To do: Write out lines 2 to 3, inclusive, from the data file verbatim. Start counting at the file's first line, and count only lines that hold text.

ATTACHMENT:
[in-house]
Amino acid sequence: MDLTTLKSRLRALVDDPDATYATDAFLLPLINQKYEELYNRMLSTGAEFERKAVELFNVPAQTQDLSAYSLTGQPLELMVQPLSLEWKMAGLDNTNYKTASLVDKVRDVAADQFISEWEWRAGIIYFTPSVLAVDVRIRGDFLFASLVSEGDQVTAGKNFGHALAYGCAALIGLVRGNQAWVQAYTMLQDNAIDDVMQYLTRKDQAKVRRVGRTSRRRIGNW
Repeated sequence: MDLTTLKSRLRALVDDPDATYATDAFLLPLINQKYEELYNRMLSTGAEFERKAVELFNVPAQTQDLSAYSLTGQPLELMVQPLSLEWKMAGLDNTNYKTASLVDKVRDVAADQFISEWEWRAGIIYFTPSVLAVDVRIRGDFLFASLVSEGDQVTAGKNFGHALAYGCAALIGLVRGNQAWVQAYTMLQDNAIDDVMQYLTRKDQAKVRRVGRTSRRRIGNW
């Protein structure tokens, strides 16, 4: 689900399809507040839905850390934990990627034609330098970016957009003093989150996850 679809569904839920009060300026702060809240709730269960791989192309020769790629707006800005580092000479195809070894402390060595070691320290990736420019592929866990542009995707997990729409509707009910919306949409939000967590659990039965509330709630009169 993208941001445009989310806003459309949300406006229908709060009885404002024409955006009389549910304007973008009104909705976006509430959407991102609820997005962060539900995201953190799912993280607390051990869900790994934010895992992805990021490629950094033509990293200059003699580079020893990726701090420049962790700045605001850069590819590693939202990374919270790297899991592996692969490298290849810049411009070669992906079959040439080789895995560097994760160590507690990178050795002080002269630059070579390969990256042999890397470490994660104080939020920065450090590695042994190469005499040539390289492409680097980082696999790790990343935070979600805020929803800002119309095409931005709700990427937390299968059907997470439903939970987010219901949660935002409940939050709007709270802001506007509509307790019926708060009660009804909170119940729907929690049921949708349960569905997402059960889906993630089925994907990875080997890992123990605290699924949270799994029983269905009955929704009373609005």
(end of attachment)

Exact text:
Amino acid sequence: MDLTTLKSRLRALVDDPDATYATDAFLLPLINQKYEELYNRMLSTGAEFERKAVELFNVPAQTQDLSAYSLTGQPLELMVQPLSLEWKMAGLDNTNYKTASLVDKVRDVAADQFISEWEWRAGIIYFTPSVLAVDVRIRGDFLFASLVSEGDQVTAGKNFGHALAYGCAALIGLVRGNQAWVQAYTMLQDNAIDDVMQYLTRKDQAKVRRVGRTSRRRIGNW
Repeated sequence: MDLTTLKSRLRALVDDPDATYATDAFLLPLINQKYEELYNRMLSTGAEFERKAVELFNVPAQTQDLSAYSLTGQPLELMVQPLSLEWKMAGLDNTNYKTASLVDKVRDVAADQFISEWEWRAGIIYFTPSVLAVDVRIRGDFLFASLVSEGDQVTAGKNFGHALAYGCAALIGLVRGNQAWVQAYTMLQDNAIDDVMQYLTRKDQAKVRRVGRTSRRRIGNW